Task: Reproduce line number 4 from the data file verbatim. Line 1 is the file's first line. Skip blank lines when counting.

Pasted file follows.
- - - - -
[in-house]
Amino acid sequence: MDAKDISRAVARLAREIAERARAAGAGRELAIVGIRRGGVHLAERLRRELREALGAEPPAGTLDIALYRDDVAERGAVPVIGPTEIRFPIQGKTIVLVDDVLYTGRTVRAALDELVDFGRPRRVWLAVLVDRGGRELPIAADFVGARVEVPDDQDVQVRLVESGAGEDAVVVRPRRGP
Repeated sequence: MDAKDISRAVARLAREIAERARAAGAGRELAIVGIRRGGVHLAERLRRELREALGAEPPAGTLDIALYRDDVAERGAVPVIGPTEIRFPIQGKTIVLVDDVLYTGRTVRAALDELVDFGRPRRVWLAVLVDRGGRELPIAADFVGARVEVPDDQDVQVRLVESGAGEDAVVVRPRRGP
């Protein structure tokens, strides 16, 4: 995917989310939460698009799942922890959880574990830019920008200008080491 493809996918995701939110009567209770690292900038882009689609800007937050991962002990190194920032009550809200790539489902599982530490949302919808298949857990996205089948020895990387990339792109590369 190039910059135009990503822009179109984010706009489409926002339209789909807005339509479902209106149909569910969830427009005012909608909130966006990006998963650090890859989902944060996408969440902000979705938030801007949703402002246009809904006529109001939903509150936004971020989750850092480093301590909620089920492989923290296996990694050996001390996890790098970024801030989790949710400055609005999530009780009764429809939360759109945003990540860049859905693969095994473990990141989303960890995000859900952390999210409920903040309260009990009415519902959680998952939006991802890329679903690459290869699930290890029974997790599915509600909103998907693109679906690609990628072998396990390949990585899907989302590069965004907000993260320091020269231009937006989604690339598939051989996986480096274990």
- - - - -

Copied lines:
């Protein structure tokens, strides 16, 4: 995917989310939460698009799942922890959880574990830019920008200008080491 493809996918995701939110009567209770690292900038882009689609800007937050991962002990190194920032009550809200790539489902599982530490949302919808298949857990996205089948020895990387990339792109590369 190039910059135009990503822009179109984010706009489409926002339209789909807005339509479902209106149909569910969830427009005012909608909130966006990006998963650090890859989902944060996408969440902000979705938030801007949703402002246009809904006529109001939903509150936004971020989750850092480093301590909620089920492989923290296996990694050996001390996890790098970024801030989790949710400055609005999530009780009764429809939360759109945003990540860049859905693969095994473990990141989303960890995000859900952390999210409920903040309260009990009415519902959680998952939006991802890329679903690459290869699930290890029974997790599915509600909103998907693109679906690609990628072998396990390949990585899907989302590069965004907000993260320091020269231009937006989604690339598939051989996986480096274990």